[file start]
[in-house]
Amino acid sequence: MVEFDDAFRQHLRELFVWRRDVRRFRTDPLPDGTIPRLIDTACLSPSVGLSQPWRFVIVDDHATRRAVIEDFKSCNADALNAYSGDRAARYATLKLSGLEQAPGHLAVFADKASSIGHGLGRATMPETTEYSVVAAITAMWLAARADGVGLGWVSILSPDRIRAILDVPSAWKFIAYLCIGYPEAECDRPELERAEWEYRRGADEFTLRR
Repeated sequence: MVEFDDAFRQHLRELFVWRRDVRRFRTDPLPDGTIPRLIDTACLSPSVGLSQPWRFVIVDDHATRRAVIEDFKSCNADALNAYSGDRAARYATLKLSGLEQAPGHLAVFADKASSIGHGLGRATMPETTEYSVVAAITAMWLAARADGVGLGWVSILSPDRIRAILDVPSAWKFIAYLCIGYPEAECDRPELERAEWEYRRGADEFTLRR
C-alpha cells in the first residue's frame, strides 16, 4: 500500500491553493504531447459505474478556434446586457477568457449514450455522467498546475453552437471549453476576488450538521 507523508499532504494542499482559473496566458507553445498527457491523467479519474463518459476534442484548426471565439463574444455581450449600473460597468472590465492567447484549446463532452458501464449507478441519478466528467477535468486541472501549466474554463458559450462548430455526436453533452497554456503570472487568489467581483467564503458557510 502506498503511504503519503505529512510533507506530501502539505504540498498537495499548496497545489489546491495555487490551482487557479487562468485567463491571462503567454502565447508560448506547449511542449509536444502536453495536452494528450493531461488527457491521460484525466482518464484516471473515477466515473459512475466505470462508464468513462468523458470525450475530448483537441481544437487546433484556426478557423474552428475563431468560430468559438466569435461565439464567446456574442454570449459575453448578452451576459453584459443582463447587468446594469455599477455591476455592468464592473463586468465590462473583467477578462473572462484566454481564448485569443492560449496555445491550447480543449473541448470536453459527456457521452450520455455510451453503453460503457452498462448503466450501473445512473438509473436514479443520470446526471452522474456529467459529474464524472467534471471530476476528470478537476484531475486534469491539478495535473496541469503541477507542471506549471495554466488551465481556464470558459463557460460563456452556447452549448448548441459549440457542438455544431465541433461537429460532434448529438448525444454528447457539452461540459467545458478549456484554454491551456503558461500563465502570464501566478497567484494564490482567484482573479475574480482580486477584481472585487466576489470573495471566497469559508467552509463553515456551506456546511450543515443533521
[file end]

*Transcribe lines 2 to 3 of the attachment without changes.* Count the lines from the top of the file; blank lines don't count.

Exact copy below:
Amino acid sequence: MVEFDDAFRQHLRELFVWRRDVRRFRTDPLPDGTIPRLIDTACLSPSVGLSQPWRFVIVDDHATRRAVIEDFKSCNADALNAYSGDRAARYATLKLSGLEQAPGHLAVFADKASSIGHGLGRATMPETTEYSVVAAITAMWLAARADGVGLGWVSILSPDRIRAILDVPSAWKFIAYLCIGYPEAECDRPELERAEWEYRRGADEFTLRR
Repeated sequence: MVEFDDAFRQHLRELFVWRRDVRRFRTDPLPDGTIPRLIDTACLSPSVGLSQPWRFVIVDDHATRRAVIEDFKSCNADALNAYSGDRAARYATLKLSGLEQAPGHLAVFADKASSIGHGLGRATMPETTEYSVVAAITAMWLAARADGVGLGWVSILSPDRIRAILDVPSAWKFIAYLCIGYPEAECDRPELERAEWEYRRGADEFTLRR